Story by Zoe Lozano-Strickland, Dialogue of Civilizations | Photo by Sydney Wise
Growing up in Oakland, California, I never had to imagine a lifestyle different from mine and my community’s. I was raised by two working parents who emphasized independence, initiative and a diehard work ethic. My extended family was scattered along the West Coast with the majority residing overseas, making my conception of the family unit indelibly nuclear. Going to private high school and beginning to apply to university, ideals of competition and personal achievement were instilled in me from nearly every corner of life. My grades, my accomplishments and my extracurriculars added up to create my self-worth and acceptability when it came down to which schools chose me to be part of their 2016 freshman class. Under the guise of healthy competition, these qualities were celebrated by parents, friends, teachers and mentors alike to make me stand out when compared to my peers.
I went into my first Dialogue of Civilizations to Amman, Jordan with these values and societal concepts fully intact. Not very self aware, I believed the world shared my understanding of what mattered: personal success. Over the next five weeks, I immersed myself in language acquisition courses, met with local sheikhs and broke bread with relocated Syrian refugees. This gave me insight into a culture and way of life completely foreign from my own. My previous exposure to other cultures consisted of my grandmother’s Mexican cooking and the Chinese Lunar New Year celebrations that paraded down my street every winter. Besides these glimpses, I had been born and bred into a capitalist American way of life. Now, for the first time, I had the ability to learn about and immerse myself in another set of norms and values that would allow me the chance to evaluate my own culture and begin questioning the customs I had arbitrarily subscribed to.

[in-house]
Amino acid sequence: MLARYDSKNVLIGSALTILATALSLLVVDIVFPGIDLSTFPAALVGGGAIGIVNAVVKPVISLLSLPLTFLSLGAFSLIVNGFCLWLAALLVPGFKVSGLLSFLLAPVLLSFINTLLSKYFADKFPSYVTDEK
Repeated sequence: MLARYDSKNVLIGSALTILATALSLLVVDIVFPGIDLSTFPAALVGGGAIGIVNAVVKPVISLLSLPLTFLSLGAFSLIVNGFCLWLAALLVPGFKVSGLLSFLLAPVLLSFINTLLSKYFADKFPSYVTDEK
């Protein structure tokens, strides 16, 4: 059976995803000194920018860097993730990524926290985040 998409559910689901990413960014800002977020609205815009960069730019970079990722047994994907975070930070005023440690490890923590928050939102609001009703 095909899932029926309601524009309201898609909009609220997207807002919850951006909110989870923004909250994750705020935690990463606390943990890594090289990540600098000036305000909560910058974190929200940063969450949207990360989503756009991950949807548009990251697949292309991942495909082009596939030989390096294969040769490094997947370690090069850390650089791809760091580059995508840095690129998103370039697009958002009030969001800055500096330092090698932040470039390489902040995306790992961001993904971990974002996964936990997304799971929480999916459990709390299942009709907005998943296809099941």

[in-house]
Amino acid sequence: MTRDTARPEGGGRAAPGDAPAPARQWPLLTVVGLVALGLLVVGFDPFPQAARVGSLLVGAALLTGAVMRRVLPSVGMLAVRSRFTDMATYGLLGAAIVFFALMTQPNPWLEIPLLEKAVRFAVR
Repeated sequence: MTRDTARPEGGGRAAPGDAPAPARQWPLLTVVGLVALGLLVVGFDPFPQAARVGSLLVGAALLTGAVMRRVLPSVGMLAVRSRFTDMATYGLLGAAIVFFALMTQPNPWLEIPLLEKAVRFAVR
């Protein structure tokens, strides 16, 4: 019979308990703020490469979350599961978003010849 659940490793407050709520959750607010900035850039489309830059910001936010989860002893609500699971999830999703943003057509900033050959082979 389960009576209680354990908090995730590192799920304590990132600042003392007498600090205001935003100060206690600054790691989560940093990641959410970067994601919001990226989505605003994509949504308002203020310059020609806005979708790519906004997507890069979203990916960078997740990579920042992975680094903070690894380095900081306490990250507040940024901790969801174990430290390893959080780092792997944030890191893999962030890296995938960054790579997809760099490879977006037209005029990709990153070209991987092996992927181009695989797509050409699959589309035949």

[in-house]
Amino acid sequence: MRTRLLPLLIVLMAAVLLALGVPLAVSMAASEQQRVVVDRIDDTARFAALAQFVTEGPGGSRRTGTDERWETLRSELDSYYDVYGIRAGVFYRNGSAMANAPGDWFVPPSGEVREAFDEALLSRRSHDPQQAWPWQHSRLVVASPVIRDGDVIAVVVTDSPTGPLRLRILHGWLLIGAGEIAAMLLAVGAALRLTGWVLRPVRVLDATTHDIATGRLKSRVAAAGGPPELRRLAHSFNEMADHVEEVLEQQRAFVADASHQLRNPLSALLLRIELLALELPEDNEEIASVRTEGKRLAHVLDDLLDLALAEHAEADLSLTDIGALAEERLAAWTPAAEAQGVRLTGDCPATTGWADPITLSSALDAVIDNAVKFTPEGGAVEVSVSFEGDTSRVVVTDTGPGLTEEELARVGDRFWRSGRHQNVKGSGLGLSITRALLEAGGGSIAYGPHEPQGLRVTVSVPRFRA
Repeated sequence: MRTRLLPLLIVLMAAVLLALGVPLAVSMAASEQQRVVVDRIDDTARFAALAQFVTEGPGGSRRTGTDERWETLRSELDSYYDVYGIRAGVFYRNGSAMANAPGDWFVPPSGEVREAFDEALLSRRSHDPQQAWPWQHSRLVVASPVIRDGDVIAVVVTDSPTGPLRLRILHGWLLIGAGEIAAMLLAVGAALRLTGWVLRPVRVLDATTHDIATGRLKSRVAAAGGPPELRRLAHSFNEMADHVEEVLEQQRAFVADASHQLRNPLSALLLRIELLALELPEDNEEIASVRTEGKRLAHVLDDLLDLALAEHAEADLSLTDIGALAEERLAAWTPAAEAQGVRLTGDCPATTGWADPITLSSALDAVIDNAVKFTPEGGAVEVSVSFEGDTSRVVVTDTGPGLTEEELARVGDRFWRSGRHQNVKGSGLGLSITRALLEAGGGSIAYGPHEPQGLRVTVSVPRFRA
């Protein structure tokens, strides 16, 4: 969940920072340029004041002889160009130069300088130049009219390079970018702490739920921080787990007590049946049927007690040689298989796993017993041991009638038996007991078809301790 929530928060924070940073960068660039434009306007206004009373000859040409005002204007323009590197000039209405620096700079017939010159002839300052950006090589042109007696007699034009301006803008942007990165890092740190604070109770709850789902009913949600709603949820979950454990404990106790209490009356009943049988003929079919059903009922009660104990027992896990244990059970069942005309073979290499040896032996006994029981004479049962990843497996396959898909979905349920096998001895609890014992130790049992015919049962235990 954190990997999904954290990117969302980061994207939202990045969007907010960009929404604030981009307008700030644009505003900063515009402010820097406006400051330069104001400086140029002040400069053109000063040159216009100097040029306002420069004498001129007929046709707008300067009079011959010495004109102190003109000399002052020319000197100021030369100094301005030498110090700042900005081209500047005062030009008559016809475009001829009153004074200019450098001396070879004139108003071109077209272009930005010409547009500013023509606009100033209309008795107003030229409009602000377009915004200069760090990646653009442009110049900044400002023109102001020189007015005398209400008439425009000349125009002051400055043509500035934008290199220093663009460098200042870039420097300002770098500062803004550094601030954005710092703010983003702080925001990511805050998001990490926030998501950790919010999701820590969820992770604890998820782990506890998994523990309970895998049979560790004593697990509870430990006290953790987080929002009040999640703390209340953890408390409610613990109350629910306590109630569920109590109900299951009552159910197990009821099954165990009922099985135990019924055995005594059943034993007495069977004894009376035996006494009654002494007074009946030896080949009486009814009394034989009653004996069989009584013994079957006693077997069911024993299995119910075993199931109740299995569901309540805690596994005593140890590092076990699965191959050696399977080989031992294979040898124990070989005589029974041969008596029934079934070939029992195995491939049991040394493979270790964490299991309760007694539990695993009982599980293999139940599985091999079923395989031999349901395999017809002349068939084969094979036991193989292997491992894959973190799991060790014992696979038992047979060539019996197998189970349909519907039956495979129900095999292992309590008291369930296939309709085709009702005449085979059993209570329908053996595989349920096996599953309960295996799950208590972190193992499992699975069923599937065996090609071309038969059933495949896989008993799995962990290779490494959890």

The first, and most glaring, difference I encountered was their focus on the community over the self. I had conceptualized the family unit as a support system to help me succeed in my personal endeavors. Like most of American society, I prioritized my individual goals and desires over those of others and my community. However, when sitting in a community circle with a community sheikh just outside the city limits, I heard a completely different perspective. They highlighted unity, community and the supreme importance of the larger family unit. At first, I was taken aback and almost angered by the idea that the needs of my family should take precedence over my own. But listening to the crux of this community leader’s message, I started grasping the bigger picture. There is strength and beauty that comes from the love and consideration of something larger than yourself. Instead of hearing “your goals don’t matter,” I heard “we are all stronger, and we all benefit, when we work together as one.” This message had no emphasis on winning, competition or cut throat ambition. Instead, this value system placed the prosperity of the community at the forefront of individual priorities and actions. As I came out of the meeting, “it takes a village” ran on repeat across my mind.
My trip to Amman and subsequent travels to the Middle East have taught me to question and analyze the values of the cultural system that I grew up in. My family and community play a vital role in my identity beyond awards, honors and a career. They are instrumental in helping me succeed and celebrate my accomplishments. I have since implemented a more balanced value system into my life where grades and a polished resume are no longer my only metrics of success; I also recognize the value of the bonds and relationships I have with the people around me and those who have always been by my side. I never could have gotten to where I am today without the help and love of my community. It is critical that we remember we are where we are today not solely because of our own personal merits, but because of the efforts of the countless people who came before us.